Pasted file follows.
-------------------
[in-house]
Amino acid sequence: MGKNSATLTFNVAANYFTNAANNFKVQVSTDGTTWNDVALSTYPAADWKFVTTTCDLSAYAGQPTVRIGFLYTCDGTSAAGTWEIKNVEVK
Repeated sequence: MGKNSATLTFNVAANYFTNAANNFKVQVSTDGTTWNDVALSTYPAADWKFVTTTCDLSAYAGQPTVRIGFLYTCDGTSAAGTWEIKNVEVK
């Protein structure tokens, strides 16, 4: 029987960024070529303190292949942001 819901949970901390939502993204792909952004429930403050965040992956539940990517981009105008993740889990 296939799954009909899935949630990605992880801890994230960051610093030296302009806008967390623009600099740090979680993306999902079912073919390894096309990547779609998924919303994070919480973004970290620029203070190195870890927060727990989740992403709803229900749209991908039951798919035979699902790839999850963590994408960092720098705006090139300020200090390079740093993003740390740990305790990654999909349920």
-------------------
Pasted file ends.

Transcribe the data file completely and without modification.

[in-house]
Amino acid sequence: MGKNSATLTFNVAANYFTNAANNFKVQVSTDGTTWNDVALSTYPAADWKFVTTTCDLSAYAGQPTVRIGFLYTCDGTSAAGTWEIKNVEVK
Repeated sequence: MGKNSATLTFNVAANYFTNAANNFKVQVSTDGTTWNDVALSTYPAADWKFVTTTCDLSAYAGQPTVRIGFLYTCDGTSAAGTWEIKNVEVK
């Protein structure tokens, strides 16, 4: 029987960024070529303190292949942001 819901949970901390939502993204792909952004429930403050965040992956539940990517981009105008993740889990 296939799954009909899935949630990605992880801890994230960051610093030296302009806008967390623009600099740090979680993306999902079912073919390894096309990547779609998924919303994070919480973004970290620029203070190195870890927060727990989740992403709803229900749209991908039951798919035979699902790839999850963590994408960092720098705006090139300020200090390079740093993003740390740990305790990654999909349920």